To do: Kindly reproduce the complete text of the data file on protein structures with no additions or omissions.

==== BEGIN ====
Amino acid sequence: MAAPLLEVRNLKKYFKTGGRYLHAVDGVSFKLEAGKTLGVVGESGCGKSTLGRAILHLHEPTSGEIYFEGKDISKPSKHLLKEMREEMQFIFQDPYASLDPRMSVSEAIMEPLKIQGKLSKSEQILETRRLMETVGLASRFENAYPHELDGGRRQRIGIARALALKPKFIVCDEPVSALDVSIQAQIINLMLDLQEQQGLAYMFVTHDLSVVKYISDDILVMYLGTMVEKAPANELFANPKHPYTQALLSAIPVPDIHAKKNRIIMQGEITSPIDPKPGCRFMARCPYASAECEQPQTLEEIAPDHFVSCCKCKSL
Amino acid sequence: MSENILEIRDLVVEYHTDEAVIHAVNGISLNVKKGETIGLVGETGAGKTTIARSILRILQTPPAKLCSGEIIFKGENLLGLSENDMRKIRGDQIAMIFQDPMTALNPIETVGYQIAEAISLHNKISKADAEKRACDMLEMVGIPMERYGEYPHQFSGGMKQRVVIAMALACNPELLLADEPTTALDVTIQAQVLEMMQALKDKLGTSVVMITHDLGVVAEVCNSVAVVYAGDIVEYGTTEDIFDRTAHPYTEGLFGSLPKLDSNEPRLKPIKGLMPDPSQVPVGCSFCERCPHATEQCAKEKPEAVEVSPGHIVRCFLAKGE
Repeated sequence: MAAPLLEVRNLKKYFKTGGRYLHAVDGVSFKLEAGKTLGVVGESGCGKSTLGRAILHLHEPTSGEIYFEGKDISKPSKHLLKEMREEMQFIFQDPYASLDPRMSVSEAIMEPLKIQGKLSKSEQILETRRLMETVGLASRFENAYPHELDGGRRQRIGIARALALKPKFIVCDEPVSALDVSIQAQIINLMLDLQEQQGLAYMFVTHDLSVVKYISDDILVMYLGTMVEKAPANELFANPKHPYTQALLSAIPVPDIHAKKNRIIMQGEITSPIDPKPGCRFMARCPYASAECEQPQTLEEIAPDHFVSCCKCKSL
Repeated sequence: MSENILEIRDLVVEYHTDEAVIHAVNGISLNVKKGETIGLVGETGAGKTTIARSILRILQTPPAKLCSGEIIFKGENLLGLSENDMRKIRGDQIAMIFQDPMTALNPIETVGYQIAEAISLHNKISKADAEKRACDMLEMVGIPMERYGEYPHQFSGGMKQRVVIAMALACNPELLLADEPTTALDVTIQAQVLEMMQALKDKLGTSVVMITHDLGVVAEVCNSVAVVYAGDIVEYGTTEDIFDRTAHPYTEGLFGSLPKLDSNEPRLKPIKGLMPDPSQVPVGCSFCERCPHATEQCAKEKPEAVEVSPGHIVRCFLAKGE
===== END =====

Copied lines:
Amino acid sequence: MAAPLLEVRNLKKYFKTGGRYLHAVDGVSFKLEAGKTLGVVGESGCGKSTLGRAILHLHEPTSGEIYFEGKDISKPSKHLLKEMREEMQFIFQDPYASLDPRMSVSEAIMEPLKIQGKLSKSEQILETRRLMETVGLASRFENAYPHELDGGRRQRIGIARALALKPKFIVCDEPVSALDVSIQAQIINLMLDLQEQQGLAYMFVTHDLSVVKYISDDILVMYLGTMVEKAPANELFANPKHPYTQALLSAIPVPDIHAKKNRIIMQGEITSPIDPKPGCRFMARCPYASAECEQPQTLEEIAPDHFVSCCKCKSL
Amino acid sequence: MSENILEIRDLVVEYHTDEAVIHAVNGISLNVKKGETIGLVGETGAGKTTIARSILRILQTPPAKLCSGEIIFKGENLLGLSENDMRKIRGDQIAMIFQDPMTALNPIETVGYQIAEAISLHNKISKADAEKRACDMLEMVGIPMERYGEYPHQFSGGMKQRVVIAMALACNPELLLADEPTTALDVTIQAQVLEMMQALKDKLGTSVVMITHDLGVVAEVCNSVAVVYAGDIVEYGTTEDIFDRTAHPYTEGLFGSLPKLDSNEPRLKPIKGLMPDPSQVPVGCSFCERCPHATEQCAKEKPEAVEVSPGHIVRCFLAKGE
Repeated sequence: MAAPLLEVRNLKKYFKTGGRYLHAVDGVSFKLEAGKTLGVVGESGCGKSTLGRAILHLHEPTSGEIYFEGKDISKPSKHLLKEMREEMQFIFQDPYASLDPRMSVSEAIMEPLKIQGKLSKSEQILETRRLMETVGLASRFENAYPHELDGGRRQRIGIARALALKPKFIVCDEPVSALDVSIQAQIINLMLDLQEQQGLAYMFVTHDLSVVKYISDDILVMYLGTMVEKAPANELFANPKHPYTQALLSAIPVPDIHAKKNRIIMQGEITSPIDPKPGCRFMARCPYASAECEQPQTLEEIAPDHFVSCCKCKSL
Repeated sequence: MSENILEIRDLVVEYHTDEAVIHAVNGISLNVKKGETIGLVGETGAGKTTIARSILRILQTPPAKLCSGEIIFKGENLLGLSENDMRKIRGDQIAMIFQDPMTALNPIETVGYQIAEAISLHNKISKADAEKRACDMLEMVGIPMERYGEYPHQFSGGMKQRVVIAMALACNPELLLADEPTTALDVTIQAQVLEMMQALKDKLGTSVVMITHDLGVVAEVCNSVAVVYAGDIVEYGTTEDIFDRTAHPYTEGLFGSLPKLDSNEPRLKPIKGLMPDPSQVPVGCSFCERCPHATEQCAKEKPEAVEVSPGHIVRCFLAKGE